Short and to the point

JILLIAN ALLISON-AITKEN
Last updated 15:51 18/07/2014

BWB Texts
By Kirsty Gunn, Maurice Gee, Paul Callaghan and Max Rashbrooke (Bridget Williams Books, RRP $15 paperback, $5 ebook)

The critically acclaimed "short books on big subjects" have moved from the digital world to print.

BWB Texts were launched in March last year and although the series was initially released in digital format, the publisher is now making selected books available in paperback form.

In Thorndon, Wellington and Home: My Katherine Mansfield Project, author Kirsty Gunn looks at the meaning of the word "home", both for herself and for Katherine Mansfield.

Returning to the capital after 30 years away, Gunn found that "home" was now two places - "here and there the same place after all".

It's an interesting read.

Maurice Gee's Creeks and Kitchens: A Childhood Memoir was probably my favourite of the four I've reviewed here.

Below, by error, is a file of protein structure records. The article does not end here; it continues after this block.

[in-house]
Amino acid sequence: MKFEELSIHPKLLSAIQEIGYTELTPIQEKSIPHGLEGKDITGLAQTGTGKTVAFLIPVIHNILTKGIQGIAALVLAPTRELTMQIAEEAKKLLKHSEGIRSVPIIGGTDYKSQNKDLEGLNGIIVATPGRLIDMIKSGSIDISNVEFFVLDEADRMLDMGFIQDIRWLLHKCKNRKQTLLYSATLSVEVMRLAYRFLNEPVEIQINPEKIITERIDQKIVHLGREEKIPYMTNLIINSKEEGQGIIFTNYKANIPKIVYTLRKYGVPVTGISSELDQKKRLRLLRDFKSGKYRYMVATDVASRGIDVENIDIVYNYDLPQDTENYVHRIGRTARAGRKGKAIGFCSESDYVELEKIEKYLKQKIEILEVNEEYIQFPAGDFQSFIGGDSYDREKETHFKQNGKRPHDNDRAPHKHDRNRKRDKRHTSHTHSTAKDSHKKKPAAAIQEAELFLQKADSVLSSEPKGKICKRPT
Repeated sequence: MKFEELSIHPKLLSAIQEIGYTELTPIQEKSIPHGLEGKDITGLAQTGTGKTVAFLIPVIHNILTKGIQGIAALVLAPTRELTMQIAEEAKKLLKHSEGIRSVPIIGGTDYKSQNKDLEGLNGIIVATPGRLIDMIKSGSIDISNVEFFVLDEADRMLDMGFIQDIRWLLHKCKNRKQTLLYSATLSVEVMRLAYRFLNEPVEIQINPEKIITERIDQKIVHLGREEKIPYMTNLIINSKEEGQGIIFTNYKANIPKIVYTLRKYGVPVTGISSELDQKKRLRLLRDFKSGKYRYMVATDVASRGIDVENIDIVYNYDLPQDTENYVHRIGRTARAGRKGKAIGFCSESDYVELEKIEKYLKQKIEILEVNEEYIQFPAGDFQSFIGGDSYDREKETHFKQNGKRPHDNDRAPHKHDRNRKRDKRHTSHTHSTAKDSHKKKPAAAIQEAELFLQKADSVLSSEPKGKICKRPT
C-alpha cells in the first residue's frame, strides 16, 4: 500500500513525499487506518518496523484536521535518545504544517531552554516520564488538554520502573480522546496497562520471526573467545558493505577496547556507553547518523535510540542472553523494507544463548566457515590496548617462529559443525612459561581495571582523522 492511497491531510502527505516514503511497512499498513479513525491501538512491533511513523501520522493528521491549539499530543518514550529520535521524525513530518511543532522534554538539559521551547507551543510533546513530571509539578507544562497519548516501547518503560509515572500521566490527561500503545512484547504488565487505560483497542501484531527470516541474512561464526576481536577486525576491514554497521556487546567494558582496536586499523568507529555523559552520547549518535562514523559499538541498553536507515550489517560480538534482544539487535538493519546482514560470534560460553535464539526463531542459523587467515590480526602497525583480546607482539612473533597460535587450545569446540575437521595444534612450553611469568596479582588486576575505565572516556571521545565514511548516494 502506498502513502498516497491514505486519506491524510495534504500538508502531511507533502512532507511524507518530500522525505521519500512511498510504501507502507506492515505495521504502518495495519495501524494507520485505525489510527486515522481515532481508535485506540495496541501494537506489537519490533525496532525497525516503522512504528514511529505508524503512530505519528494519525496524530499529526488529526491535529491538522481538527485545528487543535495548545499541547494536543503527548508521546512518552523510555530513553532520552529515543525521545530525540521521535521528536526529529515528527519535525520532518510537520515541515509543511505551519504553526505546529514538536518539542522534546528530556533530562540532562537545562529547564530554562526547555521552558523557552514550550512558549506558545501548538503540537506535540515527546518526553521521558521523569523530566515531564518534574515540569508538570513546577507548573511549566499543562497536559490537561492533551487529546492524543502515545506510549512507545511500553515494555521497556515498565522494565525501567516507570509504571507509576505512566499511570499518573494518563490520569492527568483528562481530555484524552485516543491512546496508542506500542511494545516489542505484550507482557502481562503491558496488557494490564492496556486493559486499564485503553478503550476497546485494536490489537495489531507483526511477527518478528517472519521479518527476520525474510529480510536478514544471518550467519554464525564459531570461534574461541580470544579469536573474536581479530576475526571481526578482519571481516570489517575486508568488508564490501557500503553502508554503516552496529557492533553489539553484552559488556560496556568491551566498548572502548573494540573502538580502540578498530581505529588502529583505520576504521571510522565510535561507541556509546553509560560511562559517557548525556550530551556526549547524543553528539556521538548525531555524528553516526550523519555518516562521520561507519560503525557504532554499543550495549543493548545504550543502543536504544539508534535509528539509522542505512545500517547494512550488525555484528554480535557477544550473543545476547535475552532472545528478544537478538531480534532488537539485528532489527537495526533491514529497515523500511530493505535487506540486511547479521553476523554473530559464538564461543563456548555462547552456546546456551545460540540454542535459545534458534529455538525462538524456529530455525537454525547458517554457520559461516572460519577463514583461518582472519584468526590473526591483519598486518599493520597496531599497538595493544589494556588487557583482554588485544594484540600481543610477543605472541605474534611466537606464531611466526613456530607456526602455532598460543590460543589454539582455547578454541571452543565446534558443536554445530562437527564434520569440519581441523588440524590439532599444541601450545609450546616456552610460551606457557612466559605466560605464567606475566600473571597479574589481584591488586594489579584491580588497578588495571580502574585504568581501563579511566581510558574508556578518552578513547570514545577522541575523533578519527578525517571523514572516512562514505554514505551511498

The author paints a picture of his childhood memories so vivid that you can almost feel the heat of the black stove and feel the worn, brown lino beneath your feet.

There's a reason Gee is held in such high stead as a writer: he is one of our best and has earned every single one of those awards he has received over the years.

Sir Paul Callaghan was a world- renowned scientist, teacher and communicator before his death in 2012, and Luminous Moments pulls together a selection of his most significant writings into one compact but enormously important package.

Sir Paul had that incredible knack of taking things that are scientific and nerdy and making them interesting and accessible for the average not-so-science- friendly plebs, such as me.

The final book in this group is The Inequality Debate: A New Zealand Introduction by Max Rashbrooke.

We hear so much about the gap between rich and poor, but it doesn't always hit home just how much this divide affects us all, no matter where we sit on the wealth scale.

Journalist and author Rashbrooke has written an introduction that explains it all in a way that doesn't feel like a lecture.

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